One end of the flanged cylinder is then placed over the reference cylinder 130 with the inner radius of a cylindrical surface thereof in contact with the reference portion 136 of reference cylinder 130. The flanged cylinder is then rotated slightly about the contact point with reference surface 136 until a minimum measurement is indicated by measurement device 46. This minimum measurement represents the desired test measurement and the radially outward extent of the flanges of the flanged cylinder. Typically this flange measurement is taken on either side of and opposite the seam 32 and an identical set of three measurements is taken for both ends of the flanged cylinder.

If the flanged cylinder satisfies dimensional specifications, it is converted into a factory finished can by attaching a disk-shaped piece of sheet metal to one of the flanged ends thereof.

The height of the factory finished can is then measured in substantially the same way as the height of a flanged cylinder. However, the securement of an end disk to one end of the factory finished can slightly shortens the height of the can and so the reference edges 166 and 16S of gauge block 162 (FIG. 10) are utilized as the reference height measurement. Again, the magnets 108 help to maintain the factory finished can in proper position in opposed relationship to slot 92 as the height measurements are taken. Typically the height measurements are taken on either side of and opposite the seam 32. The factory finished can is then transported to a location at which it is filled with a food item or some other material and closed by securing a sheet metal disk to the open, remaining flanged end of the factory finished can. The completed can is processed and may then be labeled and shipped to a distribution point for ultimate sale to a customer.

While there has been shown and described above a particular multimeasurement gauge assembly and method for performing all required measurements on a factory finished can during the manufacturing process therefor, for the purpose of enabling a person of ordinary skill in the art to make and use the invention, it will be appreciated that the invention is not limited thereto. Accordingly, any modifications, variations, or equivalent arrangements within the scope of the attached claims should be considered to be within the scope of the invention.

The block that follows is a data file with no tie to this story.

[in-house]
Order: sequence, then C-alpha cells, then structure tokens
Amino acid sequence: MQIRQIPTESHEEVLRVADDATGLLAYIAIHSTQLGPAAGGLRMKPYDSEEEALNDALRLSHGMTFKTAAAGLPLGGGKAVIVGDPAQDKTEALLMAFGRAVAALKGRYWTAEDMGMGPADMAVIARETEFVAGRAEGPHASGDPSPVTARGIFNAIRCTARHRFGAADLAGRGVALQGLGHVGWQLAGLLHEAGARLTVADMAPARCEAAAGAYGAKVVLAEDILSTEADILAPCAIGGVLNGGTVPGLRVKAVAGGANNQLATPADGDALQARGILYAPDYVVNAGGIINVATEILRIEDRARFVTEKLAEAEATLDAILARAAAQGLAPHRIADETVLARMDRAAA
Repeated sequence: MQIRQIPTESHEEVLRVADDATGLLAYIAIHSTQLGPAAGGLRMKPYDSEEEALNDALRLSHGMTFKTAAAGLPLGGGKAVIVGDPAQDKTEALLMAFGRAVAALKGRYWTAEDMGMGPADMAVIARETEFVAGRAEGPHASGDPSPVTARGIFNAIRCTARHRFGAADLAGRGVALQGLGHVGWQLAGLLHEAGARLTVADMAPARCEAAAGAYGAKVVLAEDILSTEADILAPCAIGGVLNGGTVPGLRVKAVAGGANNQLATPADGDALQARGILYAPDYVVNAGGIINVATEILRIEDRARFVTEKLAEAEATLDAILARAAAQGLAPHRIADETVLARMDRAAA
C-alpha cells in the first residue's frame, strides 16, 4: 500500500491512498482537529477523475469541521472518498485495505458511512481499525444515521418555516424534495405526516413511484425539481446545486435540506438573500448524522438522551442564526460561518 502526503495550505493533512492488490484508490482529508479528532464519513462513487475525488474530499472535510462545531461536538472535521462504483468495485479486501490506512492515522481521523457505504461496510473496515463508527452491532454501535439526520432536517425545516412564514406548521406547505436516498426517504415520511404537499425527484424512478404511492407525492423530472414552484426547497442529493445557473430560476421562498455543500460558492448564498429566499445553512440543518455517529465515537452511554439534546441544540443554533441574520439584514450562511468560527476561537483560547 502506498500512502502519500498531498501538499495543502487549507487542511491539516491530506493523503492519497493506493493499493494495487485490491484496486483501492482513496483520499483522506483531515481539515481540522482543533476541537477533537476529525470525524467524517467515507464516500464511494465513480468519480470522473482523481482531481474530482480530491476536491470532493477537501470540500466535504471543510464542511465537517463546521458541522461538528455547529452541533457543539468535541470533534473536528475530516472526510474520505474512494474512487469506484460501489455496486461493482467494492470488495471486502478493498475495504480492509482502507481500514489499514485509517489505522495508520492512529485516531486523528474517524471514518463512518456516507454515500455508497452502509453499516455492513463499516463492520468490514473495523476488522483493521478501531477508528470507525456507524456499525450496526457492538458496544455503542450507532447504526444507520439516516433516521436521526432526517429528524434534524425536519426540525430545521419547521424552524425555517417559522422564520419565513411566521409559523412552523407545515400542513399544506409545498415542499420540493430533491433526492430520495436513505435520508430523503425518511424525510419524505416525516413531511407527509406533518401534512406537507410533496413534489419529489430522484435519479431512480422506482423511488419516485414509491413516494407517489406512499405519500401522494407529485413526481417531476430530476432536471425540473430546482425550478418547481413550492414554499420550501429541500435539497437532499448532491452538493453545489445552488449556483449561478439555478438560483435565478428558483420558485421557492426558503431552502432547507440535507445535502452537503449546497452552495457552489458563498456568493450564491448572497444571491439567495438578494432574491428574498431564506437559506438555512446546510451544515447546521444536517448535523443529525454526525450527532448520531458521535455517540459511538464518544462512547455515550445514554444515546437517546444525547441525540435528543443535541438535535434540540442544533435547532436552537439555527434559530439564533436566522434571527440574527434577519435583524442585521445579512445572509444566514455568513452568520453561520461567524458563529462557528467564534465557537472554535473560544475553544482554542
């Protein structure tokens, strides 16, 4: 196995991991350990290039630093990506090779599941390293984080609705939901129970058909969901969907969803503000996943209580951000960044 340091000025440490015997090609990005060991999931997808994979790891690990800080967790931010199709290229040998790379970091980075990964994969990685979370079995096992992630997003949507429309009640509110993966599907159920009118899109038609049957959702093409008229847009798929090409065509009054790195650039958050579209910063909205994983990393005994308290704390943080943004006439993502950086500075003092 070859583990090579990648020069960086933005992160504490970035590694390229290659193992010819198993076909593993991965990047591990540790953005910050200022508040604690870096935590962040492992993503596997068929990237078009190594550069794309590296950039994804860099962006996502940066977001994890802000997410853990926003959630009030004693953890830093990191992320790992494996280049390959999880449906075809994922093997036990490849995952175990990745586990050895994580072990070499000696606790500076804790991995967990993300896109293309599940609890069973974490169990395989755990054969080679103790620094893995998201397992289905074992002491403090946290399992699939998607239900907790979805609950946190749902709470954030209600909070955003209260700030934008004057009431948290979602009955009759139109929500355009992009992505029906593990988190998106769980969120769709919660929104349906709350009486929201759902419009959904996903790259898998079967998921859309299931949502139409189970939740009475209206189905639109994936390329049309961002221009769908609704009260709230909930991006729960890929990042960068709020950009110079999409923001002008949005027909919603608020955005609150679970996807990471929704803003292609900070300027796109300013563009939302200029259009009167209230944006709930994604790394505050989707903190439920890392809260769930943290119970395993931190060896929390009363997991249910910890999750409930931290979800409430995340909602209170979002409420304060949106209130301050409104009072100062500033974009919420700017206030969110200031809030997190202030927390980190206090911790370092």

Patent Citations
Cited PatentFiling datePublication dateApplicantTitle
US2403893 *Mar 29, 1945Jul 9, 1946Local Ind IncCutting attachment for hoes
US2870542 *Sep 8, 1954Jan 27, 1959Western Electric CoApparatus for determining the location of mounting holes to be drilled in a part
US2876550 *Jan 27, 1956Mar 10, 1959Ellstrom IncGage for checking internal and external dimensions
US3197873 *Dec 16, 1963Aug 3, 1965Sheffield CorpGaging device
US3250012 *Feb 1, 1963May 10, 1966Lockheed Aircraft CorpInspection device and method
US3325904 *Sep 16, 1963Jun 20, 1967Mycalex Corp Of AmericaMethod and apparatus for assisting in the measurement of surface flatness
US3596362 *Dec 16, 1968Aug 3, 1971Rand Organization Ltd TheSurface measuring apparatus
US3769713 *Nov 27, 1970Nov 6, 1973Norman PExternal can seam checking apparatus
US4160326 *Dec 30, 1977Jul 10, 1979E.M.F., Inc.Thickness responsive blank gauge
US4170068 *May 16, 1978Oct 9, 1979Forsman Lars OApparatus for transmission of measuring motion in gauging equipment